This story was originally published by Chalkbeat. Sign up for their newsletters at ckbe.at/newsletters
The gaps are striking.
Each year, for instance, thousands of students at the University of Colorado at Boulder start down the path of getting a bachelor’s degree. Six years later, about 69% have managed to get a degree, according to recent federal data.
Hispanic men, though? Just 58% graduated.
The story is the same at Colorado State, where 70% of all students but just 58% of Hispanic men graduate.
And at Metropolitan State University of Denver, the numbers are brutal. Of every five Hispanic men who started in 2013, only one of them got a bachelor’s degree.
The raw numbers drive the point home. In 2013, 249 Hispanic men enrolled at MSU Denver seeking a bachelor’s degree. By 2019, 46 of them had degrees. And 203 of them did not.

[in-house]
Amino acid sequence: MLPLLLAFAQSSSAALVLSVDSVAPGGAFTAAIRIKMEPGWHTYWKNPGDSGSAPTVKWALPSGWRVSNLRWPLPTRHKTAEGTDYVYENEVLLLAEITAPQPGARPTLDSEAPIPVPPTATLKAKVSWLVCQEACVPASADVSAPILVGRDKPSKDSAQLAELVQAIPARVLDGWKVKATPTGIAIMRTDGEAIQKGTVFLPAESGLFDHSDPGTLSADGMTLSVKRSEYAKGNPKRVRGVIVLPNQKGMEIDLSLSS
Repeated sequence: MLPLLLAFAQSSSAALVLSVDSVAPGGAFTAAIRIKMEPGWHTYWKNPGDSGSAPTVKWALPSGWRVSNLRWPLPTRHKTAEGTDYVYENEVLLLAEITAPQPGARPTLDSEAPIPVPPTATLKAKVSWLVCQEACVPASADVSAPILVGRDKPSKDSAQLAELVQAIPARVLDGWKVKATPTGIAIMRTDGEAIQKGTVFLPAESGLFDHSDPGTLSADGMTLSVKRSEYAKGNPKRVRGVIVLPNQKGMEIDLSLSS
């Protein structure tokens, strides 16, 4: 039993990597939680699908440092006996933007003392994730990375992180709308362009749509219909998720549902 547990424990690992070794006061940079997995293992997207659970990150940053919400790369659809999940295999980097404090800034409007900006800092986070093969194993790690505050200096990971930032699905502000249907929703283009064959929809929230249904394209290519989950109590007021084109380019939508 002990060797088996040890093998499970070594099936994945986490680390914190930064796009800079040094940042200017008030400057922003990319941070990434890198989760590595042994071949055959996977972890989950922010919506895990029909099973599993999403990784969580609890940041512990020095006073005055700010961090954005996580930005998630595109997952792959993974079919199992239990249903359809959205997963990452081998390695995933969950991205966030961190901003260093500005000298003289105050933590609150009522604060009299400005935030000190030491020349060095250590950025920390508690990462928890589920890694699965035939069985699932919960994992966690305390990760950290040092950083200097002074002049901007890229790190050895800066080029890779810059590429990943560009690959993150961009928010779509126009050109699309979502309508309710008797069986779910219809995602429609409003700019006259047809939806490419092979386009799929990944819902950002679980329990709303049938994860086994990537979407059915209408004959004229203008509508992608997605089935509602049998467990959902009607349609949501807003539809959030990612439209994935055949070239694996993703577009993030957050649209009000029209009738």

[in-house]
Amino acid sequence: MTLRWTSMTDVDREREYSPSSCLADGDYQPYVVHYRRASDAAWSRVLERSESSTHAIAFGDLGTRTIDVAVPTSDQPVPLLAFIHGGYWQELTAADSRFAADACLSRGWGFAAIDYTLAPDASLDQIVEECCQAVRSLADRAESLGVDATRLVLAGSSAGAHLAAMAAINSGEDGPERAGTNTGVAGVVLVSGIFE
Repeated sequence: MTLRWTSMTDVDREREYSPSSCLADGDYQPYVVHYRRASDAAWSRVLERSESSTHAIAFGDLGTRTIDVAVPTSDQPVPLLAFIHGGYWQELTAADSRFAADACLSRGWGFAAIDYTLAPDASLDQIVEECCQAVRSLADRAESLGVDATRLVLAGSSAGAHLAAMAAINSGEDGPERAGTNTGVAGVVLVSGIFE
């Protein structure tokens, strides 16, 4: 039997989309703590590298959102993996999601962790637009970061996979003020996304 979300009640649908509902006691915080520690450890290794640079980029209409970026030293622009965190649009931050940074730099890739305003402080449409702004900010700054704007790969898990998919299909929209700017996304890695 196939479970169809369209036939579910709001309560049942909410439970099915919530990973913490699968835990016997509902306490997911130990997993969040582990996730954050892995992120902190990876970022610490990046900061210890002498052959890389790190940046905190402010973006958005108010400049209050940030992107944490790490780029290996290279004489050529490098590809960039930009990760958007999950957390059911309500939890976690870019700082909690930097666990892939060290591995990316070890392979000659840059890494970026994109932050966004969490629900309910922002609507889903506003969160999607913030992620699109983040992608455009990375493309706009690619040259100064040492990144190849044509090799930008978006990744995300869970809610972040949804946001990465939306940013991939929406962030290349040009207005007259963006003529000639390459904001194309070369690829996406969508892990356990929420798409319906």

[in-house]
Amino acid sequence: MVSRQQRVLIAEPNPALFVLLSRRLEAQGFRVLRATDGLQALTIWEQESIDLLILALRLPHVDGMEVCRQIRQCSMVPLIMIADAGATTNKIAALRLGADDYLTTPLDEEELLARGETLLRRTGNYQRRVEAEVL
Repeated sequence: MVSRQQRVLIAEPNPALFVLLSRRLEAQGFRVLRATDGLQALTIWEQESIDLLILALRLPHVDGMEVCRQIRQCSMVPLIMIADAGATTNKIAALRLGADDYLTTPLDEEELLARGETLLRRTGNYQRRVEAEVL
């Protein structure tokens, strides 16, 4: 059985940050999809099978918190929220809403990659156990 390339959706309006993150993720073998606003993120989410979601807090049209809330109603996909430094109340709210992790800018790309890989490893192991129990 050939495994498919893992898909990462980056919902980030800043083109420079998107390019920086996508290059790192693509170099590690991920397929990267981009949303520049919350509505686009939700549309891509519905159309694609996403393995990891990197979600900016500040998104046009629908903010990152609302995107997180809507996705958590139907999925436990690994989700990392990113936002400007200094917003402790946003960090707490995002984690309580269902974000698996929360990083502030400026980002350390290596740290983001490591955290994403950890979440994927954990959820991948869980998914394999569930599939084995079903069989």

The disparate rate at which Hispanic men earn degrees from Colorado universities hasn’t improved much over the last decade, even as the institutions enroll more Hispanic students.
Hispanic men go to college at the lowest rates of any student group in Colorado, and all the factors that make it hard for them to get to campus — tight budgets, family obligations, unclear pathways, and few mentors — follow them through college.
“We are at this point where a valuable part of our community is in a black hole,” said Nathan Cadena, chief operating officer at the Denver Scholarship Foundation, an organization that helps Denver students enroll in and graduate college. “And it’s scary. We have got to do something about it.”